Collaboration between some of the Flashers went on for many years. They continue to meet formally and informally. The impact of their work has been recognised internationally and an early copy of ‘Who’s Holding the Baby’ was acquired by the Museo Reina Sofia in Madrid in 2010. It is now on permanent display there and features on the museum’s website.

©Hackney Flashers

[1] John Tagg, Angela Kelly and Paul Hill, Three Perspectives on Photography, Catalogue of Arts Council exhibition (London, Arts Council of Great Britain, 1979)

[2] John Tagg, Angela Kelly and Paul Hill, Three Perspectives on Photography, Catalogue of Arts Council exhibition (London, Arts Council of Great Britain, 1979)

[3] Jo Spence, Putting Myself in the Picture, (London, Camden Press, 1986)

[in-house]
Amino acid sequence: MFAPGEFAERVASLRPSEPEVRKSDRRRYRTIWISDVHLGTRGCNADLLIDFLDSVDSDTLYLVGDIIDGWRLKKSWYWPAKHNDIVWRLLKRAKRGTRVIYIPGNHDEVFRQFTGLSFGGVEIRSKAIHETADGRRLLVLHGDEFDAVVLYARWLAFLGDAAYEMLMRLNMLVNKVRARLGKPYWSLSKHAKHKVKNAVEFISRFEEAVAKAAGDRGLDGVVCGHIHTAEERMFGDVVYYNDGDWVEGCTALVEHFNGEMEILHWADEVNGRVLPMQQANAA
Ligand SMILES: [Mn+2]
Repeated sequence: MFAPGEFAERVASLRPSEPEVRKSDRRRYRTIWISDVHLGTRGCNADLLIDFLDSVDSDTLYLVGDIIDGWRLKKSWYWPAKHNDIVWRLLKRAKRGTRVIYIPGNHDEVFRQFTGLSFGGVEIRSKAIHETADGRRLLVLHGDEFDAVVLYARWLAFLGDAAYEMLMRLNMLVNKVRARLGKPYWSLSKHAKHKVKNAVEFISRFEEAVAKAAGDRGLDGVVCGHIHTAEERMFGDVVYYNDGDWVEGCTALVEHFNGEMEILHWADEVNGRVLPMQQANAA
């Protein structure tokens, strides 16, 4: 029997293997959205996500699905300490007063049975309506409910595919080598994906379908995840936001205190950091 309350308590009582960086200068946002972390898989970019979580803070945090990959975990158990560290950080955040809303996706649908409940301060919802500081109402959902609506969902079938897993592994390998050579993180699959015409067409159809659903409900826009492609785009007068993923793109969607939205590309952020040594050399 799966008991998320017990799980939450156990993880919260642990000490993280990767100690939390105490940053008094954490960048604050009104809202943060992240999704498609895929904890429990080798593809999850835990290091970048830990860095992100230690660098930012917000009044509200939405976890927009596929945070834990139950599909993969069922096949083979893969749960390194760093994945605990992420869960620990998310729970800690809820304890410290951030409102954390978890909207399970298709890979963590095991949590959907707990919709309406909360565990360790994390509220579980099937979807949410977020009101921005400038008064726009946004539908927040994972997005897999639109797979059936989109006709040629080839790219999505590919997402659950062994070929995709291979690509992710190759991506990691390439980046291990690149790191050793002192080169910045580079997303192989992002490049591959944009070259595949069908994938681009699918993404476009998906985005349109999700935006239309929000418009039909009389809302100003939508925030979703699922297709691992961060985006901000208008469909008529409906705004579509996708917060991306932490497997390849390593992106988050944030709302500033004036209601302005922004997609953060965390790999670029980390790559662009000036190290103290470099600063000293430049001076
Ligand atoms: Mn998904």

[4] Liz Heron, Who’s still holding the camera? in ‘Photography Politics: One’, (London, Photography Workshop, 1979). Republished as ‘Quién se ocupa de la cámara?’ in Fotografía y activismo, ed. Jorge Luis Marzo, Editorial Gustavo Gili, (Barcelona, 2006).


  1. […] successful business and worked on politically engaged collective projects like The Hackney Flashers here that questioned models of family and education.Following the diagnosis of breast cancer in 1982 JS […]